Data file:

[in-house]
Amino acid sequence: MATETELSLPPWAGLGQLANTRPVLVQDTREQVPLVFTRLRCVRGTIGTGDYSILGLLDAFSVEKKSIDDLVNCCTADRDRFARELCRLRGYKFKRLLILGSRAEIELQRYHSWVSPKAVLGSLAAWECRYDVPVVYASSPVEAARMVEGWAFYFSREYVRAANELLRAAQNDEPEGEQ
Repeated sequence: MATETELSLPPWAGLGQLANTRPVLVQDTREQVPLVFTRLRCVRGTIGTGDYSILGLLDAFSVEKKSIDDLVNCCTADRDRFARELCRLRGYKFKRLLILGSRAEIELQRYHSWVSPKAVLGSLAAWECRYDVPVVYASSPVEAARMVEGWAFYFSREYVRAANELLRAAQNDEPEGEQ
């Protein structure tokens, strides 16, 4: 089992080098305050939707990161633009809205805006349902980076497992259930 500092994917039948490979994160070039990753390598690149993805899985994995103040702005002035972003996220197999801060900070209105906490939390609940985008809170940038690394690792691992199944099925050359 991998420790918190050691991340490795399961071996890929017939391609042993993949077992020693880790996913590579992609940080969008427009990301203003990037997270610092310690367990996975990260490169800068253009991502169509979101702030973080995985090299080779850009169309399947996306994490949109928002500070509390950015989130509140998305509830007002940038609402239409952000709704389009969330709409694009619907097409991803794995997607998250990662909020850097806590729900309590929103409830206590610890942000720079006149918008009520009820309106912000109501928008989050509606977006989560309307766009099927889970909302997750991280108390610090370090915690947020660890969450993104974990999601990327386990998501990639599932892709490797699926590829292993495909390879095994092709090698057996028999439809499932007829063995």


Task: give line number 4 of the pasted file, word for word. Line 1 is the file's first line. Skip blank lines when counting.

């Protein structure tokens, strides 16, 4: 089992080098305050939707990161633009809205805006349902980076497992259930 500092994917039948490979994160070039990753390598690149993805899985994995103040702005002035972003996220197999801060900070209105906490939390609940985008809170940038690394690792691992199944099925050359 991998420790918190050691991340490795399961071996890929017939391609042993993949077992020693880790996913590579992609940080969008427009990301203003990037997270610092310690367990996975990260490169800068253009991502169509979101702030973080995985090299080779850009169309399947996306994490949109928002500070509390950015989130509140998305509830007002940038609402239409952000709704389009969330709409694009619907097409991803794995997607998250990662909020850097806590729900309590929103409830206590610890942000720079006149918008009520009820309106912000109501928008989050509606977006989560309307766009099927889970909302997750991280108390610090370090915690947020660890969450993104974990999601990327386990998501990639599932892709490797699926590829292993495909390879095994092709090698057996028999439809499932007829063995």